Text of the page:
Literary Giants

Posted by jdg | Friday, April 11, 2014

Hello all. Most of my blogging energy has been absorbed by another project for quite some time now. Otherwise things are pretty much the same here.  I've really been enjoying the liberation that comes from never worrying about what the next blog post needs to be about and just making dozens of things that I haven't shared here. But if there are folks out there still interested, I may pop in from time to time to share a few of the things we've been up to.

If there was one thing that got us through that winter, it was chapter books. We rearranged the shelves and boxed up hundreds of picture books and just started binging on more serious reads at bedtime and through those long cooped-up winter days. To all the parents of younger kids out there dedicated to reading those picture books to babies and toddlers every night, let me speak to you from your not-too-distant future: it gets so awesome when you finally put down the picture books and start sharing more demanding stories. That's especially true when you start tearing through your own favorite books from childhood, watching them in their beds painting their own pictures with those words coming from your lips. My wife has read them dozens of novels---new and old---at bedtime over the past few months. And I always end the night with poems to remind them that words can be beautiful even if they don't always make sense, so we've been on a steady diet of Hopkins and Frost and Yeats.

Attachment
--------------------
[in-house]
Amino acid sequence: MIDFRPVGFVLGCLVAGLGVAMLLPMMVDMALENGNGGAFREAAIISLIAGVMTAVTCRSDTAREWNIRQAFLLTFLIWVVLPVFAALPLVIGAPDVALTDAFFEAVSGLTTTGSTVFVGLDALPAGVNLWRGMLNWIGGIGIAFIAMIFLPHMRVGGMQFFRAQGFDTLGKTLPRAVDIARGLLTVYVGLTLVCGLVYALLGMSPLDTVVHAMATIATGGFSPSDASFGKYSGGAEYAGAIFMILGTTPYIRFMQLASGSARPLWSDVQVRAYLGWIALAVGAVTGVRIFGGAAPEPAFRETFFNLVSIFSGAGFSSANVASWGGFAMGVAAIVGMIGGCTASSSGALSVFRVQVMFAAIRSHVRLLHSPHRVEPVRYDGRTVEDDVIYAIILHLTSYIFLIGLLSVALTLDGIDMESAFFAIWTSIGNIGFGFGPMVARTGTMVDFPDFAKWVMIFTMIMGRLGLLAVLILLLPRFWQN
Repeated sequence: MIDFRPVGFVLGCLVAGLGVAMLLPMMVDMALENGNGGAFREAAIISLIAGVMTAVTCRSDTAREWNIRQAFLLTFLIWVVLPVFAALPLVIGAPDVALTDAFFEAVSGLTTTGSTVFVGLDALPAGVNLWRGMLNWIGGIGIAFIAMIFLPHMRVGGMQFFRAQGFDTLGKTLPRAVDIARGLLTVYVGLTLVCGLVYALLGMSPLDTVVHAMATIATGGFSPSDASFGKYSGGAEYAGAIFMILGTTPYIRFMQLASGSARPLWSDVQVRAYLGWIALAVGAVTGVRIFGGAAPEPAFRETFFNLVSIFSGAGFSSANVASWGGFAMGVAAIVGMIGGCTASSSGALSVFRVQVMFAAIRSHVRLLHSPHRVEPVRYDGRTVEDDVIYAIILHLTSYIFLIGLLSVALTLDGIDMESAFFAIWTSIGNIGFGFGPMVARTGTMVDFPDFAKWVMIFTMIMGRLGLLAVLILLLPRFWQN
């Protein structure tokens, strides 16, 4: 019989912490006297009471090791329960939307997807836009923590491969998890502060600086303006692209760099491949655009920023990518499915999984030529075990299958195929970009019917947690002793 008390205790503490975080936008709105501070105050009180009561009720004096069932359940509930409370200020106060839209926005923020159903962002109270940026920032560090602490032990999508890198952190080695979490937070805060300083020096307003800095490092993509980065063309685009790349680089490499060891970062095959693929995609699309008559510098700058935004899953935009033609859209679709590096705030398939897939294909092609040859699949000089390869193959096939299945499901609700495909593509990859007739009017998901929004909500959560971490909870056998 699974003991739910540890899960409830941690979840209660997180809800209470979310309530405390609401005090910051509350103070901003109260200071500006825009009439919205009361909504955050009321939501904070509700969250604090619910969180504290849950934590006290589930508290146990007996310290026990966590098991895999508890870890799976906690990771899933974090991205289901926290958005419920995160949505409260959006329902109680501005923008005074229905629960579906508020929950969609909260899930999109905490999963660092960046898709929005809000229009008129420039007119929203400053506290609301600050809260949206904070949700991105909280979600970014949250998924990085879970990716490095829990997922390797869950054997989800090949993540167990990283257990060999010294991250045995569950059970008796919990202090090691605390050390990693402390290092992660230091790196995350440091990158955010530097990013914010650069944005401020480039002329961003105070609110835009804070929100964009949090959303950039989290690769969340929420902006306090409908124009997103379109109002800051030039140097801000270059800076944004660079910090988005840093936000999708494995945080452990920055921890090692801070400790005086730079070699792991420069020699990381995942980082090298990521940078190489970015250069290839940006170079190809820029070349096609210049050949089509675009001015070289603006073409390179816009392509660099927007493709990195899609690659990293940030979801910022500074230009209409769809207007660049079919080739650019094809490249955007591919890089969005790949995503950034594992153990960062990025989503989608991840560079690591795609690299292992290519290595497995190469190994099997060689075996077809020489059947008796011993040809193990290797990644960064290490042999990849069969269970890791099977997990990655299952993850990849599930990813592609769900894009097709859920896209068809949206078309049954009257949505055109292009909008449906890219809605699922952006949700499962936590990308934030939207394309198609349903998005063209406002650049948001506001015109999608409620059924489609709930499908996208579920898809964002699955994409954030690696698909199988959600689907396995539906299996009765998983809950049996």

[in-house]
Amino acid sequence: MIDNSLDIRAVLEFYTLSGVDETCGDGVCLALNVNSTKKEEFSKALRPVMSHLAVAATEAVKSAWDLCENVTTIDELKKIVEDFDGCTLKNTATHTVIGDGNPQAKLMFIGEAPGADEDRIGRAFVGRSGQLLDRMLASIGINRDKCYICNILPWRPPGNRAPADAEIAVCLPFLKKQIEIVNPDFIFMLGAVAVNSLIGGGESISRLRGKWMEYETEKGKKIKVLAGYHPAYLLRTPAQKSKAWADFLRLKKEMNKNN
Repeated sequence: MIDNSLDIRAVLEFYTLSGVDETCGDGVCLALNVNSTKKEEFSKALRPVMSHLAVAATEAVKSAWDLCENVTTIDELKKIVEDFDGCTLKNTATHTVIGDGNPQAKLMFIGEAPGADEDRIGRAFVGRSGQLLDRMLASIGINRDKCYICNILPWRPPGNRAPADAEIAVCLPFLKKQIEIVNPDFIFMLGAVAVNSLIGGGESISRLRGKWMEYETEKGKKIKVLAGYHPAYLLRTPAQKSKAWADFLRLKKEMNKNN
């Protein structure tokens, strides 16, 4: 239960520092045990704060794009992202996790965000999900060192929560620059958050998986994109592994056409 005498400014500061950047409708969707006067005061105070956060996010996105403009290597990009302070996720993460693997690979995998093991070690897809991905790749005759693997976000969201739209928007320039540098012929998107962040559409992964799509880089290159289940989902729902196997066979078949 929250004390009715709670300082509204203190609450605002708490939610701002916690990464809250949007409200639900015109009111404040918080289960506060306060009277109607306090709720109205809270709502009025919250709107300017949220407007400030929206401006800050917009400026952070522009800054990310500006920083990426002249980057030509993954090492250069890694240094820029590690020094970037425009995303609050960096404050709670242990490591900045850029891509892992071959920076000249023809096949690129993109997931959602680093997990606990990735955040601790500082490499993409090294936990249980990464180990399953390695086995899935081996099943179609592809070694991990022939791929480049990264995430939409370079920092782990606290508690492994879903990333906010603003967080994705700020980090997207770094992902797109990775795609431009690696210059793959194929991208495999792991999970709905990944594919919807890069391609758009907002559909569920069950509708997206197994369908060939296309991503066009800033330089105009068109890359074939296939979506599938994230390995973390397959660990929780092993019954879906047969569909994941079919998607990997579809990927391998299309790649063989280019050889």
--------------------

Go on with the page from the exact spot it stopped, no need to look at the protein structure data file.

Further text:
My daughter's favorite book is Roald Dahl's The BFG, which I never read as a kid but she has now finished eight or nine times. It's about this massive-eared "Big Friendly Giant" who comes to kids windows at night and blows dreams into their ears with a long trumpet-like horn. For a girl who has always had some anxiety about sleep, there seems to be comfort in the story of a goofball giant who brings sweet dreams and banishes nightmares and who farts (whizpops) a lot after drinking his favorite drink (frobscottle) and speaks in a hilariously confused English. For her birthday I decided to make her a BFG doll for her bed just to make sure she always has good dreams. I did some research about how dolls are made and taught myself to use my wife's sewing machine, and it took a great deal of courage to overcome my fear of losing whatever shred of masculinity I had left. I think it all drifted away like silvery waves of gossamer while I crouched over that machine sewing pants for a naked bald-headed man doll.

That black-hooded thing is the invisible cloak he wears while delivering dreams, which are kept in a little glass bottle in his pocket (I used glitter rather than actual dreams). Yes, I bought glitter to put in a dainty glass bottle. Why am I admitting this to the world?  My favorite part are his sandals. There's a good story surrounding those sandals. When Roald Dahl originally wrote the book, he described the BFG wearing tall black boots.  When Quentin Blake did the original illustrations Dahl thought the boots made him look "too fierce." So for inspiration he sent Blake one of the actual Norwegian sandals that Dahl was known for. I imagine it smelled. Dahl then changed the text, describing the BFG's footwear as, "a pair of ridiculous sandals that for some reason had holes cut along each side, with a large hole at the end where his toes stuck out." You can see the actual sandals at the Roald Dahl museum. I cobbled mine together out of scrap leather.